Polling offers a bleak picture for Democrats on many culture-war mainstays. Seventy-one percent said they are “very” or “extremely” concerned about illegal immigration, according to a recent Fox News poll, while 73 percent said they are “very” or “extremely” concerned about “what’s taught in public schools,” according to the survey.
The notion of culture wars in American politics dates to Southern resistance to integration, said Sean Wilentz, a U.S. history professor at Princeton University, stretching to Richard M. Nixon’s strategy of catering to disaffected White voters in the South.
“It’s very effective,” Wilentz said. “They’ve been working at it forever with lines playing on all kinds of social resentments, cultural resentments, class resentments, regional resentments. It’s the politics of mobilizing resentments.”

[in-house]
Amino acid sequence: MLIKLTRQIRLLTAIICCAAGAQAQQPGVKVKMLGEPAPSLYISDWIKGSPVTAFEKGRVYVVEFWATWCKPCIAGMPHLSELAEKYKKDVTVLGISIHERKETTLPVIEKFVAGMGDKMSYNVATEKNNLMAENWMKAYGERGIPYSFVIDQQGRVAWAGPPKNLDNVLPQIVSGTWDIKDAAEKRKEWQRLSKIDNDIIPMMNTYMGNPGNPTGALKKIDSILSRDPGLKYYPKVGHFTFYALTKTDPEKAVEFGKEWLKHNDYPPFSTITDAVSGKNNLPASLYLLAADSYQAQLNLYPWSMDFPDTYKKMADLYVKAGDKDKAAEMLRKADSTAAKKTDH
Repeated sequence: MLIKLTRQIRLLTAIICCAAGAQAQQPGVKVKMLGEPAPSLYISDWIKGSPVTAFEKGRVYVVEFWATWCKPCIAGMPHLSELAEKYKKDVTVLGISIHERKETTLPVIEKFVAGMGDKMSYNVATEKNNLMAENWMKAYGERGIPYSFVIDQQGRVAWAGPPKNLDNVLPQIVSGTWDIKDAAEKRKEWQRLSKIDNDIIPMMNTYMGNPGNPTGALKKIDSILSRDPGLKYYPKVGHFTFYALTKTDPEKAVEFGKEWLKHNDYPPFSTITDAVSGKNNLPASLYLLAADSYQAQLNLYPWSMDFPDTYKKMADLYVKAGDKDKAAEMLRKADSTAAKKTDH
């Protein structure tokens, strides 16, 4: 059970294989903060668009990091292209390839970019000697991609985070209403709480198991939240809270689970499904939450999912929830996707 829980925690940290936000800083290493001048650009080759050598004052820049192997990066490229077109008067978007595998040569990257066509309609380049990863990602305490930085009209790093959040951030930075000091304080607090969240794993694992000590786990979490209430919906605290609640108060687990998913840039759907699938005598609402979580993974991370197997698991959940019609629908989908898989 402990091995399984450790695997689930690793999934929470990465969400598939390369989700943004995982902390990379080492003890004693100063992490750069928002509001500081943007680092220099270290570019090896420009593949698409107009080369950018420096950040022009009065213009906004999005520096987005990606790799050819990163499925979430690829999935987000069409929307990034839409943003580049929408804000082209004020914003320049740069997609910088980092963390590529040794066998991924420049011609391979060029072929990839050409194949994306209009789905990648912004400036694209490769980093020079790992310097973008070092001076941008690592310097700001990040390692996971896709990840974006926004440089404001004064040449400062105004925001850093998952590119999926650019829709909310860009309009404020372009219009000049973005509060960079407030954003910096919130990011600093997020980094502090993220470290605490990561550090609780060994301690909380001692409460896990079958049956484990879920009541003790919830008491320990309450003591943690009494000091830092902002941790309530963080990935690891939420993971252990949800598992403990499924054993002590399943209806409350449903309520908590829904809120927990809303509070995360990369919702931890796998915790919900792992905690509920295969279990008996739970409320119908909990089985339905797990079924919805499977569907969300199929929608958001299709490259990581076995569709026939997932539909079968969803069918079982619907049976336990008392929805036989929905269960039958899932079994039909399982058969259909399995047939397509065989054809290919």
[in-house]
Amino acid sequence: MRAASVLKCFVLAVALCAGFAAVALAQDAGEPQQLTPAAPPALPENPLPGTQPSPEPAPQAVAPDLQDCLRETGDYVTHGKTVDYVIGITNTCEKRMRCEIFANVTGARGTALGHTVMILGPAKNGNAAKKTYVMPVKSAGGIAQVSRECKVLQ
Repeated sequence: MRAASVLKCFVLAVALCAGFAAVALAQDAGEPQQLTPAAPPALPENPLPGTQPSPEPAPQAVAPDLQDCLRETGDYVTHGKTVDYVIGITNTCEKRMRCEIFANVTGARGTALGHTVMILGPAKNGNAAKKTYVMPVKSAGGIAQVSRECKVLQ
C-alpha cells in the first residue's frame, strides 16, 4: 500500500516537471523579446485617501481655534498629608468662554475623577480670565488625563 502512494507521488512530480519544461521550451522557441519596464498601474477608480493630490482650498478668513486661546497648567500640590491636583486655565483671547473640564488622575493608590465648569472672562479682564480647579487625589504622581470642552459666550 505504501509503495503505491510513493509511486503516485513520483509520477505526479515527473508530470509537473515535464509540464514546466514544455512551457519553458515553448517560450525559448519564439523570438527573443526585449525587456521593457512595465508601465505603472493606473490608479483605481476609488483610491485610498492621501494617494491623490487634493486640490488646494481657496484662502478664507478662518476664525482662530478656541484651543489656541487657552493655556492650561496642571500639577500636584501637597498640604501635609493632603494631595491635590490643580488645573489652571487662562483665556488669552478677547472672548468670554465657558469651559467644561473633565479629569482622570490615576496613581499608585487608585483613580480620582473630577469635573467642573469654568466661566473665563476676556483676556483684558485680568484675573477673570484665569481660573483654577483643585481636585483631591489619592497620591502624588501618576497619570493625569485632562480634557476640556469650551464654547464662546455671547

The Democratic embrace of identity politics has played into the Republicans’ hands, he argued. “Traditionally, the Democratic Party is the party of integration as well as inclusiveness, not of divided identities,” he said.
Some Democrats acknowledge that their party has not yet figured out how to best approach race and identity and the basket of culture-related issues.
“Democrats need to talk about that promise of America, the exceptional nature of America, the sense of opportunity and hope that America represents for millions,” said Rep. Ro Khanna (D-Calif.), whose parents emigrated from India. “Then we have to say, look, there’s been huge challenges. One, we made 40 years of mistakes where we offshore jobs, we got rid of production.”